It’s Bloomin’ Perfection

Now, I think we have all had a variations of the famous bloomin’ onion, made famous by Outback Steakhouse.  If you haven’t, what in the world is wrong with...

Now, I think we have all had a variations of the famous bloomin’ onion, made famous by Outback Steakhouse.  If you haven’t, what in the world is wrong with you?  Just kidding, but seriously…try one now!  They are heavenly, even my kids will eat them and they hate onions.  There are many variations out there now, but Outback has that locked down.   Foodbeast uncovered the history of this amazing food stating, “It turns out that no elves are involved whatsoever. Tim Gannon, co-founder of Outback Steakhouse, developed the idea for the Bloomin’ Onion around 1988 after being inspired by a New Orleans dish, and the rest was history. The very first Bloom was first served at the flagship restaurant in Tampa, Florida; today, one out of every four appetizers ordered at Outback is a Bloom. With so many Bloomin’ Onions being cut on a yearly basis, how could one not assume that they’re created with magic? Ray Forgie of the Buena Park, CA Outback explains that the colossal onions were originally trimmed by hand, but now a special machine called a “Gloria” is used to efficiently transform them into beautiful, 200+ petaled blooms. Thanks to the Gloria, 40 million blooms were served at Outback restaurants from 2012 through 2015, and there are many, many more to come.”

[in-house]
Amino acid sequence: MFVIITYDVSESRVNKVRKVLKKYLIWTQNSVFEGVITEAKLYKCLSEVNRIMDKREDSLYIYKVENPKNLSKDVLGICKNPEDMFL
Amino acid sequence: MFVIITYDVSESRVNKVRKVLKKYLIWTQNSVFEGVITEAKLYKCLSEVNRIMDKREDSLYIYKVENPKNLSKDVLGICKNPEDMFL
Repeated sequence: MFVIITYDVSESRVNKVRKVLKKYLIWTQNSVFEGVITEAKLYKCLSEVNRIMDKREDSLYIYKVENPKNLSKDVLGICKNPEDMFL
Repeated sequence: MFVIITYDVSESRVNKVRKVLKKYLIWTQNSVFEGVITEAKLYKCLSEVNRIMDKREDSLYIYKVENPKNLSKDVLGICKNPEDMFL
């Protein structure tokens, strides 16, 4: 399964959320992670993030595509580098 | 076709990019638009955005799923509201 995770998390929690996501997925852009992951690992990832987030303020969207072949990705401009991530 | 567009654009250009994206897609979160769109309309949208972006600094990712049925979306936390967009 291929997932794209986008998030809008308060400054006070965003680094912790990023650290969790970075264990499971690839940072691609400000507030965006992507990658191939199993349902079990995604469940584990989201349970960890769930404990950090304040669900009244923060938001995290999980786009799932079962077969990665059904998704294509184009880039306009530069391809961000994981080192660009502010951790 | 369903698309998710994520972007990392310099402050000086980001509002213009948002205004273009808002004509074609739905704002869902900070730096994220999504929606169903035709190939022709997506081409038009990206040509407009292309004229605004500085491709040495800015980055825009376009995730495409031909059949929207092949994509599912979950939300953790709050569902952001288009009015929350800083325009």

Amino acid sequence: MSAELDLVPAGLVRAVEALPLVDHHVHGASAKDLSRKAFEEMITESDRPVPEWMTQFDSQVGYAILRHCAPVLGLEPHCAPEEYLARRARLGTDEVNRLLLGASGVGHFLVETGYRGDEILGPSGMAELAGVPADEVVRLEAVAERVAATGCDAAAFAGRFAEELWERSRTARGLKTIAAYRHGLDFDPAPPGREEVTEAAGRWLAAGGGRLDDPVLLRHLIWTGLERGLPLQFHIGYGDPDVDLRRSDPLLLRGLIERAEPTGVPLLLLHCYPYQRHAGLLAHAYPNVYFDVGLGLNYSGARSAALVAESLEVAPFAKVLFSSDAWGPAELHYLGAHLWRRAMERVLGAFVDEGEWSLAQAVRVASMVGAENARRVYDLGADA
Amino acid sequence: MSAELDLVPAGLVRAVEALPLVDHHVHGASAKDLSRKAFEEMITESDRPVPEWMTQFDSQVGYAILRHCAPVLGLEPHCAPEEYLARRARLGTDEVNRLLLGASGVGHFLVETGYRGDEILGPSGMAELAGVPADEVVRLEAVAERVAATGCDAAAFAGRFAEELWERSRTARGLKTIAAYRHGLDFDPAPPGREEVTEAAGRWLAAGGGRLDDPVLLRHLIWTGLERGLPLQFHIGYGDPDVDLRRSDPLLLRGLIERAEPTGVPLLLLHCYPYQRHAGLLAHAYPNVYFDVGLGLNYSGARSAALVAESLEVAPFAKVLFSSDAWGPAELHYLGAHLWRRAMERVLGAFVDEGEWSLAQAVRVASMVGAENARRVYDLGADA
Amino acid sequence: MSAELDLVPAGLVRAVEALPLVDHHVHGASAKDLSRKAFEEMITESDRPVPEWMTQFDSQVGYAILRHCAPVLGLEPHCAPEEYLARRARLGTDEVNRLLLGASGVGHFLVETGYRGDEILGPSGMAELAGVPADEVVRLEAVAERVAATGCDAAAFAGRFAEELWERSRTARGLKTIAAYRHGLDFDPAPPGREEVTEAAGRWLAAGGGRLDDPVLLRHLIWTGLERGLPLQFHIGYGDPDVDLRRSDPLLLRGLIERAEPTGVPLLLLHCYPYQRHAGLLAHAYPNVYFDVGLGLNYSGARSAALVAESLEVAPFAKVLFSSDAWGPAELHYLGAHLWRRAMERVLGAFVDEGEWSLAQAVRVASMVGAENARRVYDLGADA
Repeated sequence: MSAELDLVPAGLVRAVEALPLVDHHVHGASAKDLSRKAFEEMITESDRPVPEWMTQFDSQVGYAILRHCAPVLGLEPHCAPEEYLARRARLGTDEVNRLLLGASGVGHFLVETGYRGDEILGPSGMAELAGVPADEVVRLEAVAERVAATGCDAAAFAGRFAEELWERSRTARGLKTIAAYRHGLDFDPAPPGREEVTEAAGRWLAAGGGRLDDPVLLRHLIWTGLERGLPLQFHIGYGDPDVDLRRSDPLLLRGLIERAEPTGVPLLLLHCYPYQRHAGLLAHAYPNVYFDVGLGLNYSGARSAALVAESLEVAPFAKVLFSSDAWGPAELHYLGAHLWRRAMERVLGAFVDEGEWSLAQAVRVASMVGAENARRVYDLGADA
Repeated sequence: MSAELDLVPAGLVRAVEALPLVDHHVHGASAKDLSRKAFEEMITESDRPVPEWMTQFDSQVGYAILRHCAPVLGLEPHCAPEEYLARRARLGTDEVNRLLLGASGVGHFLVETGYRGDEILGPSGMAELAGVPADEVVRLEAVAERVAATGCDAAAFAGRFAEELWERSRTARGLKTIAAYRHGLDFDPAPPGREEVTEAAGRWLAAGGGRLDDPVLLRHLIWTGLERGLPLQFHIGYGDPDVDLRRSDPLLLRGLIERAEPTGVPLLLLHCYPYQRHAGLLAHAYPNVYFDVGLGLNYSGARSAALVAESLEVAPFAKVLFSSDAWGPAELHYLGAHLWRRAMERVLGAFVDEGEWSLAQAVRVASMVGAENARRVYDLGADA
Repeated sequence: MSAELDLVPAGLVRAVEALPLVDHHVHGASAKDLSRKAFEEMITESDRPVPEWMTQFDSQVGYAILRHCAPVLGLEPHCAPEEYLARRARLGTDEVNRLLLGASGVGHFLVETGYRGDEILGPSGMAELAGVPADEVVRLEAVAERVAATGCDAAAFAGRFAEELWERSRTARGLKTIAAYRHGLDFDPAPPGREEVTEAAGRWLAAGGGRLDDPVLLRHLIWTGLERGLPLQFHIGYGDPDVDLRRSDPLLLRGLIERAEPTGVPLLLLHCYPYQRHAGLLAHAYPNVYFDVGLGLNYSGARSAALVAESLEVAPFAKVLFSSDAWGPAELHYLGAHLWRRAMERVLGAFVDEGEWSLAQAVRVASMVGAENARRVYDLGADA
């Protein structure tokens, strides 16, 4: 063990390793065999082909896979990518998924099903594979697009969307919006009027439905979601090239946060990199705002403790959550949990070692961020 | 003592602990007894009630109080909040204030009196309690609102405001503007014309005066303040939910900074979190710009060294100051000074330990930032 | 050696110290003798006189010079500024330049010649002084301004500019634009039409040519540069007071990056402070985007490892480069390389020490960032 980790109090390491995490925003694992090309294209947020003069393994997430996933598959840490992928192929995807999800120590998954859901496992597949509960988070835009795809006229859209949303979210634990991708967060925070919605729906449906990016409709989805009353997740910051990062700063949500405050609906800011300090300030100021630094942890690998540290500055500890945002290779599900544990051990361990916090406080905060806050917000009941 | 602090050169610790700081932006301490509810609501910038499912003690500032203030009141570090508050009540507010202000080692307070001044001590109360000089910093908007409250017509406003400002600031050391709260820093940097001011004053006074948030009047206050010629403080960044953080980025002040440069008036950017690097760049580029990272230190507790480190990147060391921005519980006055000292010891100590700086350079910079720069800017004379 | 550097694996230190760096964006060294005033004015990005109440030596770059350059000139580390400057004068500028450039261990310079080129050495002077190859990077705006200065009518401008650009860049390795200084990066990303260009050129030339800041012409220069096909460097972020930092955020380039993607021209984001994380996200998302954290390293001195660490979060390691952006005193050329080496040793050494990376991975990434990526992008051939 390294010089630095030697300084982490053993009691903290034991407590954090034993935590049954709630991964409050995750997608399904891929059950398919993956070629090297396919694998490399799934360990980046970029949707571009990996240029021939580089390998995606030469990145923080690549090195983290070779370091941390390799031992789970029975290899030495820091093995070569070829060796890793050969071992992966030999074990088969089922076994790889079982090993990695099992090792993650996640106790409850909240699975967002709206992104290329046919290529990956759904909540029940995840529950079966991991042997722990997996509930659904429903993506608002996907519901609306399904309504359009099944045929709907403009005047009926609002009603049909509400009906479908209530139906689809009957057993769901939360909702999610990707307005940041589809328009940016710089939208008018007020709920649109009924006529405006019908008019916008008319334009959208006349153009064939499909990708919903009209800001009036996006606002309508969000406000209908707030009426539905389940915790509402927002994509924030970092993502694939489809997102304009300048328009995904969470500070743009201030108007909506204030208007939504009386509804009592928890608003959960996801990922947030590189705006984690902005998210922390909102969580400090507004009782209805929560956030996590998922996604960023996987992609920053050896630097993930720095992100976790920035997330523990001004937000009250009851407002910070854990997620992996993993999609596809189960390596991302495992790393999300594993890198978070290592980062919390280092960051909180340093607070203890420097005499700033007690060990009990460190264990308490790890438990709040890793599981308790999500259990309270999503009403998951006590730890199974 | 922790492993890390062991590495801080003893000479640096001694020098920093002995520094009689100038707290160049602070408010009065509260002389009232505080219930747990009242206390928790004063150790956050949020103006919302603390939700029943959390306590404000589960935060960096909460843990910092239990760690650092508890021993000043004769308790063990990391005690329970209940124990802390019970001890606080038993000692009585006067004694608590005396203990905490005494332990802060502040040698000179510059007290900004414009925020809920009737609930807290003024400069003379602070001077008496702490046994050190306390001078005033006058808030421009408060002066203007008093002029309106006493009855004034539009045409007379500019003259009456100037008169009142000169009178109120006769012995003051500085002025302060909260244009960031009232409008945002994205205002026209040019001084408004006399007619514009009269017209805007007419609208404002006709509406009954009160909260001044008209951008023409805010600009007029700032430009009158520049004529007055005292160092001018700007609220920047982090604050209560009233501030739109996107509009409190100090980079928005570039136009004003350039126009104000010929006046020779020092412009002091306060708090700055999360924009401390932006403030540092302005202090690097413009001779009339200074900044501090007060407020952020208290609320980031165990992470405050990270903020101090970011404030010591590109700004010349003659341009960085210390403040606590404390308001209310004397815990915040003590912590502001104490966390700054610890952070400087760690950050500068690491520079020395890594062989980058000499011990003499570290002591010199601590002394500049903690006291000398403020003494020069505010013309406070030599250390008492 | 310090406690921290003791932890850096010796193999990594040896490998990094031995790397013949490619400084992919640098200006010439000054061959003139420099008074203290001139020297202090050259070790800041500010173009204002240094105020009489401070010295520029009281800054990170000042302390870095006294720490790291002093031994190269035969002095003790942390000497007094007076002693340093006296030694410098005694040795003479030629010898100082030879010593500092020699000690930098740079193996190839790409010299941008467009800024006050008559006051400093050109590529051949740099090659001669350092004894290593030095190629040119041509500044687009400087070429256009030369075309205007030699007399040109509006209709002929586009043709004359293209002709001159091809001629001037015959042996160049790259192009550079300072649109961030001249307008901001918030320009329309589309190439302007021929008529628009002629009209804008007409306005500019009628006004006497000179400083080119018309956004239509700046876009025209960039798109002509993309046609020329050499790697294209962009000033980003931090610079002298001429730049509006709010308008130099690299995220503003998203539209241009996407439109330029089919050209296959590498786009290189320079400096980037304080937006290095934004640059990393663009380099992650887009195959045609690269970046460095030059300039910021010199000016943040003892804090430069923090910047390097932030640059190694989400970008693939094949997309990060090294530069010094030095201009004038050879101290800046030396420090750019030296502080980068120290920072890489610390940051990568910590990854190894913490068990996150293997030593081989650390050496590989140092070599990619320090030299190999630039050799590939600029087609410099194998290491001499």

Now I found the best copycat recipe, which I will share with you in a minute.  A few tips before I do…make sure you get a colossal Spanish sweet onion!  This is important folks; it will not taste the same or close to as delicious if you skimp on the main ingredient. Finally, try to make your cuts as even as possible so they cook the same.  Okay, here we go…

Outback Steakhouse Bloomin Onion

This is a restaurant recipes is a favorite you will love making at home!


1/3 cup cornstarch

1 and 1/2 cup flour

2 teaspoons minced garlic

2 teaspoons paprika

1 teaspoon salt

2 teaspoons pepper

12 ounce beer

4 Vidalia or Texas sweet onions


2 cups flour

4 teaspoons paprika

2 teaspoons garlic powder

1/2 teaspoon pepper

1/2 teaspoon cayenne pepper

Combine and mix well.


Combine and mix well.

Mix cornstarch, flour, and seasonings until well blended. Add beer and mix well. Cut about 3/4″ off top of onion and peel. Cut into onion 12 to 16 vertical wedges, but do not cut through bottom root end. Remove about 1″ of petals from the center of the onion. You may want to separate the onion petals slightly, but do not do this too much or you will destroy the onion. Dip onion in seasoned flour; remove excess by shaking. Separate petals to coat thoroughly with batter. Dip in batter. Dip in flour mixture again. Gently place in fryer basket and deep-fry at 375 to 400 degrees for 1 and 1/2 minutes. Turnover and fry an additional 1 and 1/2 minutes. Drain on paper towels. Place onion upright in a shallow bowl and remove center core with circular cutter or apple corer. Serve hot with Creamy Chili Sauce.


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